To answer these questions, a designed experiment was conducted using a participatory approach in randomly selected households (HH) in Amboseli. This study tested the hypothesis by some scholars (see for example  on: Design Principles for Wood Burning Cook Stoves) that:
“… open fires are often used wastefully, carefully operated open fires can be fuel efficient and clean burning… in many situations, cooks are not overly concerned with fuel use… when fuel is plentiful three-stone fires can use an excessive amount of wood to cook a small amount of food. But where fuel is scarce, open fires can be carefully controlled so that fuel efficiency rivals many first generation improved cook stoves.”
2. Material and Methods
2.1. Experimental Procedures
Thirty households (HH) were randomly selected from a list of 1000 beneficiaries of energy saving stoves. Each selected household (HH) was provided with two cooking pots (same size-diameter 16 cm, depth-18 cm, material-aluminium and thickness-3 mm); measured quantities (kgs) of dry firewood (Hook-thorn/Wait- a-bit thorn-Acacia mellifera); 1 kilogrammes of white rice, 1 kilogrammes of dry yellow beans; 100 ml of paraffin to kick start the fire; 1 litres of milk; 10 ml of tea granules; and 20 litres of water. For every energy saving stove set up, a three stone traditional open fire was installed using three bricks of same thickness (15.5 cm) and height (23 cm) from the floor.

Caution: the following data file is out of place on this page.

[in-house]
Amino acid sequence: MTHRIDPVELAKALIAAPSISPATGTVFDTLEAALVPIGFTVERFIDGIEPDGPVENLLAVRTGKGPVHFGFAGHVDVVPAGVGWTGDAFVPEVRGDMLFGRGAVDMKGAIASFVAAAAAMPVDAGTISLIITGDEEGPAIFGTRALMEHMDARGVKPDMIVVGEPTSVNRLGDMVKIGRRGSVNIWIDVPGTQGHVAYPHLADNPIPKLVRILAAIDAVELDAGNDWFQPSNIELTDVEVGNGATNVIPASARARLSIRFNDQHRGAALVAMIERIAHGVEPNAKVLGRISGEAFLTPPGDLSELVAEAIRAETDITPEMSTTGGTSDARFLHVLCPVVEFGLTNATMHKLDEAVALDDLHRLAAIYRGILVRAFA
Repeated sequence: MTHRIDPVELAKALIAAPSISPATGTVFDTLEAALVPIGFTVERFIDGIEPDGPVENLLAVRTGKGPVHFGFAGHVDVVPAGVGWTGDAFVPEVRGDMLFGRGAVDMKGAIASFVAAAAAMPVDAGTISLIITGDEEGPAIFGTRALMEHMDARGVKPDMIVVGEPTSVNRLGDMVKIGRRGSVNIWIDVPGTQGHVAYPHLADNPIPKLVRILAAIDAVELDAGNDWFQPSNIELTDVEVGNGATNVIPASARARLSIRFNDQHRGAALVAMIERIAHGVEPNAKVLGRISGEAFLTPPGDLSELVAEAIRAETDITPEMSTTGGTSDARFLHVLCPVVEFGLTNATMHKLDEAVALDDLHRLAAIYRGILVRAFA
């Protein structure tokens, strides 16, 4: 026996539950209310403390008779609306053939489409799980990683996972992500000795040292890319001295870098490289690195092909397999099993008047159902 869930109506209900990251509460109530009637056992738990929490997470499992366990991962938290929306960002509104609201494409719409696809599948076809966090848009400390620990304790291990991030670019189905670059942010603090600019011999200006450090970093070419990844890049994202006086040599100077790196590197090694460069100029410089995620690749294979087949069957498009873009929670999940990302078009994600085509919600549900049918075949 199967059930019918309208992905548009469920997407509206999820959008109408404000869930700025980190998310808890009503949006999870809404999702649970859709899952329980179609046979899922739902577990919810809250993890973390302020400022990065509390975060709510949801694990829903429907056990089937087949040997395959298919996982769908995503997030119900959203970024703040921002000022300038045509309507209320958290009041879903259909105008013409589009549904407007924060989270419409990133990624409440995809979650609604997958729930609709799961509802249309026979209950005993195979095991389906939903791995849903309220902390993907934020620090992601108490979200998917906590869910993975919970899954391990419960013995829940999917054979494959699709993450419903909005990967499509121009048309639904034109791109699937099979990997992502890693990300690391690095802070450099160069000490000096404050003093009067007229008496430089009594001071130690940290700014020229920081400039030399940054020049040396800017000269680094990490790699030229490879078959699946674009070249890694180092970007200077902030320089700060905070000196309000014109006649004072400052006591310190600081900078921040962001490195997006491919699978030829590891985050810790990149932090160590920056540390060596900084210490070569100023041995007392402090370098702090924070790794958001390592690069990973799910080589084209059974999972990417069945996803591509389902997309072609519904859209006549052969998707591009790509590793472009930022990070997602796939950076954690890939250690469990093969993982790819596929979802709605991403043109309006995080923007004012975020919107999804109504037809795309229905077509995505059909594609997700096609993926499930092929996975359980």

Based on the basic principle of impurities raises the boiling point of liquids, the water for use in the entire experiment period was fetched from one source-a borehole. This was to ensure that there was minimal variation in the water impurity among the HH. Five women were selected to participate in the cooking experiments daily for 6 consecutive days in May, 2017.
2.1.1. Energy Saving Stoves Used
The energy saving stoves used in this study are made of clay soil. They are cylindrical shaped with an average diameter of about 30 cm, height of 23 cm, wall thickness of 4 cm, and a door opening measuring 16 cm × 12 cm. The stoves are fixed on the floor with clay soil.
2.1.2. Food Cooking and Water Boiling Tests